have you ever? A rookie casting question.

Discussion in 'Vintage Topic Archive (Sept - 2009)' started by Super_Virgil, Apr 5, 2008.

  1. Have you ever ran your lee mold for too long and couldnt ge the handles to close or is it just me???
  2. That will happen molding fishing sinkers.Bullets are no different.BTW how many did it take to get it that hot?

  3. Yeah man, I wouldn't suggest you do more than 10 in a row before you let it cool off some.
  4. I was geting good bullets finally so i kept going until the mold wouldnt close, about 75 pours. i let it cool and went back at it. Casted 300 some bullets last night though. The Super Virgil Bullet factory is up and running
  5. Silicon Wolverine

    Silicon Wolverine Well-Known Member

    yeah i have. the six cavity commercial molds are even worse.

  6. What you need is 2 molds one to use and one to be cooling off.
  7. That's why I bought 2 of each mold that I wanted. I have 2 cavity molds in .45ACP and 9mm.
  8. Silicon Wolverine

    Silicon Wolverine Well-Known Member

    you rookies and your two cavity molds. Manly up and cast six at a time! he he he j/k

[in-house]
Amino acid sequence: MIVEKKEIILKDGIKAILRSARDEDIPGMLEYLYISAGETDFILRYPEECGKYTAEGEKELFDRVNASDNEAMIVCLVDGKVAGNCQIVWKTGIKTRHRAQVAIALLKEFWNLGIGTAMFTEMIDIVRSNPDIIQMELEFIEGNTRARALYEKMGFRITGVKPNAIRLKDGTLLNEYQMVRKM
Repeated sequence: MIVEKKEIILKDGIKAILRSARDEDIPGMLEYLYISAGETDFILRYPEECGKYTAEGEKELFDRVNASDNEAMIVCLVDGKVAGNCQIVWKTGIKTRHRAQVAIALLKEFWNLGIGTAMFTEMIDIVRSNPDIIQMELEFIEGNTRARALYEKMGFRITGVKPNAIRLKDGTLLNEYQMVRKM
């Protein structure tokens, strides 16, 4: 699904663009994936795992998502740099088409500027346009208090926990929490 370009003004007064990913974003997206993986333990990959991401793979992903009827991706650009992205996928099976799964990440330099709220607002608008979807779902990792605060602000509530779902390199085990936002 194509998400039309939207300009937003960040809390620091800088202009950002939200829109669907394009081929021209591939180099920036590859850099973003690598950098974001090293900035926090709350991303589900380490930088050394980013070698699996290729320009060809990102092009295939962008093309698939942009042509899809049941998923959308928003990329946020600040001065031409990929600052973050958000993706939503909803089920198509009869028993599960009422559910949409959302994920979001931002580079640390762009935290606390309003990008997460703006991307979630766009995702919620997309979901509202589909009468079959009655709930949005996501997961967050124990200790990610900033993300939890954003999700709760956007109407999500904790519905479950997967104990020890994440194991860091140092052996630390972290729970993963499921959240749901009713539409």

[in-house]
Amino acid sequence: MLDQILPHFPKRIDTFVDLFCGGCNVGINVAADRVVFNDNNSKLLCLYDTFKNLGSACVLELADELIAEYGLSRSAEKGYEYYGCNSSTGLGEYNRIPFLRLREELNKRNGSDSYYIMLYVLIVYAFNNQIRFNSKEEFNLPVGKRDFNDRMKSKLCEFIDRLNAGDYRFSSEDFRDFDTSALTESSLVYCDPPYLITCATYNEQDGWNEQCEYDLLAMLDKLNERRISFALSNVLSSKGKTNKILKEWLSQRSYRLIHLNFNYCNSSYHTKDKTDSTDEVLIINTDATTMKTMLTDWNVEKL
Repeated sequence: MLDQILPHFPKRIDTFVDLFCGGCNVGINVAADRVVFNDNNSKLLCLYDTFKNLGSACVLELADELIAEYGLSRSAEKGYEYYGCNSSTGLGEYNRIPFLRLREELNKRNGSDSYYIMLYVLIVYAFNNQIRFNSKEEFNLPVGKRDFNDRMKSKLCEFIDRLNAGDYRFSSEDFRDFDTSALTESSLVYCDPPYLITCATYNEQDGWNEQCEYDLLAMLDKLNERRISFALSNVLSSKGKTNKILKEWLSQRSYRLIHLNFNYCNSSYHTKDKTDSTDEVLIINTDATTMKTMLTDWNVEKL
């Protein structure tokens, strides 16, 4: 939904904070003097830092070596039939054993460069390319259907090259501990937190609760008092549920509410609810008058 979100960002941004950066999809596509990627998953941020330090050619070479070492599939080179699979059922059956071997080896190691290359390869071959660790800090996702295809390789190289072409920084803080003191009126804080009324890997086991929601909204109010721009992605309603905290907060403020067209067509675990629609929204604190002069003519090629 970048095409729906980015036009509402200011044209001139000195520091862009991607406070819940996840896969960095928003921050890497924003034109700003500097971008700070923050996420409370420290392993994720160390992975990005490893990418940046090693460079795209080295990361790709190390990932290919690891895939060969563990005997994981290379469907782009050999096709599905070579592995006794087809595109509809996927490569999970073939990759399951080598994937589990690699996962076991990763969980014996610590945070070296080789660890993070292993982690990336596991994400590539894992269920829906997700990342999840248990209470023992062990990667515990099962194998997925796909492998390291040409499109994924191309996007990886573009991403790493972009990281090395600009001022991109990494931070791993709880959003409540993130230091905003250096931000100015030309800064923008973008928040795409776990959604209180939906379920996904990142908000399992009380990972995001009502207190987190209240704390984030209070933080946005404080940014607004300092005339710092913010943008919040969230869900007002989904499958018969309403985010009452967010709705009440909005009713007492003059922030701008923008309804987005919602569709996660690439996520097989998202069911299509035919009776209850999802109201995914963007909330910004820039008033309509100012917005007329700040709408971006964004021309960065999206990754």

9. Uraijit

    Uraijit Guest

    I'll be going with 6 cavity molds. I'm paying off my motorcycle this week, so I'm going to start investing that extra cash in some casting equipment. To start, I'll probably just get 1 9mm, and 1 .40 S&W in the 6 cavity molds. I can just alternate between the two, and make two different sizes at the same time for a while...
  10. I do my bullet molds like Lee suggested in his manual. You need to run the mold and alloy hot to get the proper fill-out, especially when casting with wheelweights. But there seems to be a certain temp that the mold likes best, and it will overheat quickly. Keep a small pan on the side with a little water in it, with a small folded towel inside the pan. Keep the towel saturated with the water in the pan. Whenever the mold starts getting too sticky or it's taking too long for the sprues to solidify, then after dropping the bullets, close the mold and rest the bottom of it on the damp folded towel in the pan for a few seconds. Sometimes I have to leave the mold on the pad for up to ten seconds to get it back to operating temperature.

    That's the nice thing about aluminum molds that you wouldn't dare do with the steel or iron molds. I've never warped a mold using this method.

  11. Uraijit, I deleted a double post buddy.